Google hasn't explained exactly why it took the decision, but it says that, for now, it wants to improve its regular mapping services and Street View is taking a back seat in the country.
"Our business priority is to use our Google cars to collect data such as street names and road signs to improve our basic maps for our users in a similar way that other mapping companies do," a Google spokesperson told Search Engine Land.
Google Street View launched in Germany in early November last year and it expanded to 20 cities by the end of that month. But it won't be adding any others any time soon.
Google has had quite a convoluted history with Street View in the privacy-conscious country. Ever since plans to roll out the service in Germany were made public, privacy regulators have not been too happy with some of the things Google was doing.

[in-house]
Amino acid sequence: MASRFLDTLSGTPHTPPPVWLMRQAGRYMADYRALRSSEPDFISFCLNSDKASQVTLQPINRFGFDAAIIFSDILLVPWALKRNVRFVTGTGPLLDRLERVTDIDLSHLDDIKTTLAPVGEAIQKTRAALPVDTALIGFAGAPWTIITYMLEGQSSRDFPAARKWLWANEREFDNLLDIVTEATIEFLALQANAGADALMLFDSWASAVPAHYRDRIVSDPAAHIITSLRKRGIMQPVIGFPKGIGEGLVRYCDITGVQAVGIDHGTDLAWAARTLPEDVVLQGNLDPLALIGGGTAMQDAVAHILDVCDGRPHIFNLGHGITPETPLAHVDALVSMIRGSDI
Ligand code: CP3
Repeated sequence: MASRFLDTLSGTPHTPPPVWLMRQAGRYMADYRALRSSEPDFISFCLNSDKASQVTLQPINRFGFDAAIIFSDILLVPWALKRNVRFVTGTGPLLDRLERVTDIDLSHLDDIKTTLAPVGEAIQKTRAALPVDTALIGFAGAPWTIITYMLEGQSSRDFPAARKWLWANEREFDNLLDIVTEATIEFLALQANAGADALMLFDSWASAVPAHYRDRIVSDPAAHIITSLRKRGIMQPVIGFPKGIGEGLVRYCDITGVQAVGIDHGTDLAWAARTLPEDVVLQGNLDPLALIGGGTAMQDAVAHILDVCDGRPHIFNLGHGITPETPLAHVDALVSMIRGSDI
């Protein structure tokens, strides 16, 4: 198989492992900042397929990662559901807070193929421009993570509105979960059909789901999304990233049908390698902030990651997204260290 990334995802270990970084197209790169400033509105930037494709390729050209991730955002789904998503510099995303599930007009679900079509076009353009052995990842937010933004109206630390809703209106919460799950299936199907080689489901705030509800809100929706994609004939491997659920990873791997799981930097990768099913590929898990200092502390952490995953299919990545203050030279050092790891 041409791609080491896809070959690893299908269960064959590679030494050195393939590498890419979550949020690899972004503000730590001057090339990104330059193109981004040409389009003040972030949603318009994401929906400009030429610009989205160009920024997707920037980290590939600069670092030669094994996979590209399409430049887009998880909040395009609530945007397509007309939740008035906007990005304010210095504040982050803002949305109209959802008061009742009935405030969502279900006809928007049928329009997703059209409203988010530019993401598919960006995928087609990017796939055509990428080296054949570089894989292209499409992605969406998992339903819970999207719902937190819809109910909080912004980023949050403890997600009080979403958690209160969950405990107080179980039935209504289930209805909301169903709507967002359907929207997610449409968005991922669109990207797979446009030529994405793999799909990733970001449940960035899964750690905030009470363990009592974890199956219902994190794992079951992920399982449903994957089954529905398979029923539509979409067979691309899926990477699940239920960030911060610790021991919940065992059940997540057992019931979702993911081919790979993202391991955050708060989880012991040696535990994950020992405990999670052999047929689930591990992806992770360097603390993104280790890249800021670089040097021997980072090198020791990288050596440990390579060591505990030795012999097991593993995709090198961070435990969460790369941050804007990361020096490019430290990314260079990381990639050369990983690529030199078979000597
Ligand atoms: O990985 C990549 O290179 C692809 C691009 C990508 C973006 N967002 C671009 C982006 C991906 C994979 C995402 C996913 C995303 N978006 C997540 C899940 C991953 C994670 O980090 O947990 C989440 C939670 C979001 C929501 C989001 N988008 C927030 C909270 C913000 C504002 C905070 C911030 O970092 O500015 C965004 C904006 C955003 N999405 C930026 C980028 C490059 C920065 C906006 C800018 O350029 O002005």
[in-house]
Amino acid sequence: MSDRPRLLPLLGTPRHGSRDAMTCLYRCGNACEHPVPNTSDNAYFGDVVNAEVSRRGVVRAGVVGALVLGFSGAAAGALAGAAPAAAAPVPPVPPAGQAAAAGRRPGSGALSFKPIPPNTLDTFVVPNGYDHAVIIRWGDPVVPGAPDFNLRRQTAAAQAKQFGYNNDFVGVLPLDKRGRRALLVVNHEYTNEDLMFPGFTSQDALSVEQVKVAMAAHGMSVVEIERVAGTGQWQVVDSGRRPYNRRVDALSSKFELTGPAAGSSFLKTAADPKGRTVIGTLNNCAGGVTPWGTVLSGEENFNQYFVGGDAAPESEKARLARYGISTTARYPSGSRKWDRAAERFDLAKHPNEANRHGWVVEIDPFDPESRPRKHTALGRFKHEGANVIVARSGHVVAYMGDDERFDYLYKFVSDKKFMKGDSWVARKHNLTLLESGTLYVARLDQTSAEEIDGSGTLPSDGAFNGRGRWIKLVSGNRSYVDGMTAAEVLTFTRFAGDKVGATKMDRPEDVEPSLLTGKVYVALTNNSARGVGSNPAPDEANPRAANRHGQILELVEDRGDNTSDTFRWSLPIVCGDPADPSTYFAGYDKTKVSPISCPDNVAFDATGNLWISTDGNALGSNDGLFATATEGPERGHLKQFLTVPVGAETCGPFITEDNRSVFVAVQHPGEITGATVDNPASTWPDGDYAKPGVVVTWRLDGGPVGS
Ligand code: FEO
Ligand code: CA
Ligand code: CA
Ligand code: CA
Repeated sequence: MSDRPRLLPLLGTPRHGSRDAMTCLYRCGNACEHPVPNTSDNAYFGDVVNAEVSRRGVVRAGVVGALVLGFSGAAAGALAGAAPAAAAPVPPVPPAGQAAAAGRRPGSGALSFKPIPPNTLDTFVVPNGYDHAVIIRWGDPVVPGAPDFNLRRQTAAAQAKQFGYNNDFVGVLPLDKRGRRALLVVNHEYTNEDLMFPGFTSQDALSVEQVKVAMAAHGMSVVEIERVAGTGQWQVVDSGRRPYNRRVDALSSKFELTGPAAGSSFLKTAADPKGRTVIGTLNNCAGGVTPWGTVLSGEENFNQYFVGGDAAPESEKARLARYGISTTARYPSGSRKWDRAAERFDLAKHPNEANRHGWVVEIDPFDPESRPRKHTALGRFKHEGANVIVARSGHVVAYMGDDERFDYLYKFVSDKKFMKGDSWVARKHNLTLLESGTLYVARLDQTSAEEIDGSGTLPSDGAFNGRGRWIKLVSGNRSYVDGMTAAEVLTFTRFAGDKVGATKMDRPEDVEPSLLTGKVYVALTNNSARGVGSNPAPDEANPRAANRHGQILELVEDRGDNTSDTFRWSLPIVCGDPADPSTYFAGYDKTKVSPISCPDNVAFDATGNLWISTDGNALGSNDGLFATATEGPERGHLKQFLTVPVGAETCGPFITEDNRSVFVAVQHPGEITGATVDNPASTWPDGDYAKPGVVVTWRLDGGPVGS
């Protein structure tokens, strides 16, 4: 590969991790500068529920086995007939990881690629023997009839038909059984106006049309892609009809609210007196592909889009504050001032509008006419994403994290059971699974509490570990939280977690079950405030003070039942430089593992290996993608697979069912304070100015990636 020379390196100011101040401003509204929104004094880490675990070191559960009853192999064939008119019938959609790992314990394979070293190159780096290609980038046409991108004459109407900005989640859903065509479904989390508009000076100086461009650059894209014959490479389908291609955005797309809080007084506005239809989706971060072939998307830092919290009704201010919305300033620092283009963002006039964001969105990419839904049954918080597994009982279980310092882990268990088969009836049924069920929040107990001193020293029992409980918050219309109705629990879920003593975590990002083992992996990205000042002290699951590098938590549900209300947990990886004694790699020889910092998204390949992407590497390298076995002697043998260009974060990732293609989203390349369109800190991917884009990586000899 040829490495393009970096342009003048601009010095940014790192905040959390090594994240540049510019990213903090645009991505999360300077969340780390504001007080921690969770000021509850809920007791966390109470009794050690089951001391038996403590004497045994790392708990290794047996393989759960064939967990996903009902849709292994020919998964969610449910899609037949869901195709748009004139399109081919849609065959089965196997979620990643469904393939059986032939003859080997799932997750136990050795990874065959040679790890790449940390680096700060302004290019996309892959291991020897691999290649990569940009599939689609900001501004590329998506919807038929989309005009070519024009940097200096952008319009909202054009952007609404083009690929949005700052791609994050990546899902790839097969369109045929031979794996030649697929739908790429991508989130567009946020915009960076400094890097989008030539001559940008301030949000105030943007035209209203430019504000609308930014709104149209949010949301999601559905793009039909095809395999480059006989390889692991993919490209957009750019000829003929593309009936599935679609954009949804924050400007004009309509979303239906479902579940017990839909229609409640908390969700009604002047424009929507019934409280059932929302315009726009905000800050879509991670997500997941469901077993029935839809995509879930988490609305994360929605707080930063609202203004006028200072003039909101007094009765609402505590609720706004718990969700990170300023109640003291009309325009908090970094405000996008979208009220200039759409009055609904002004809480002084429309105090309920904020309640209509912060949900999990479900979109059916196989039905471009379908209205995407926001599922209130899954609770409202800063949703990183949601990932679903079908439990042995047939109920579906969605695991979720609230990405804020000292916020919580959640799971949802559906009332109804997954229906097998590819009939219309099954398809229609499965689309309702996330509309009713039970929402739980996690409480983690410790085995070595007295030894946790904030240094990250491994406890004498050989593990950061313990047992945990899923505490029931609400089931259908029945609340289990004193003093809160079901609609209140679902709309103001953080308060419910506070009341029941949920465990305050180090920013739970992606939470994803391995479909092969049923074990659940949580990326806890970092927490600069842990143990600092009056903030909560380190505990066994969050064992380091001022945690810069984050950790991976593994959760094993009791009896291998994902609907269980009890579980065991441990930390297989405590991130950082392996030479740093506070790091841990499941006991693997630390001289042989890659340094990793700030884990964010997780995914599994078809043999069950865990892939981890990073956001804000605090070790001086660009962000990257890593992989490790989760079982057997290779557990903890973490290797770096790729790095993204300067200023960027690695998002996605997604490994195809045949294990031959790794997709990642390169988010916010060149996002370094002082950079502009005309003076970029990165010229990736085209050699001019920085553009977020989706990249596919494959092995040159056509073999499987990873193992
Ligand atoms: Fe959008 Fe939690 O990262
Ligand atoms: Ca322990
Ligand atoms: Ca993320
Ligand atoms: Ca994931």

Initially, the issues were over how long the unprocessed photos, which contained un-blurred faces and car number plates, could be stored on the Google servers.
Later, Germany asked Google for a full review of the hardware and software on-board the Street View cars which led to the whole WiFi payload data snafu as the company discovered that its cars captured more than just the IDs of wireless networks they encountered.
When it finally came to launching in Germany, Google offered people a chance to have their house blurred ahead of the launch, a first for the service.
Recently, Street View was declared legal by a court in Germany which argued that shooting from the streets, even if the cameras 'peeked' inside people's gardens or homes, was not a property rights or privacy violation.
Despite this, Google has now decided to halt all future shooting sessions. Normally, Street View imagery is constantly updated and expanded. It's unclear if the decision is permanent.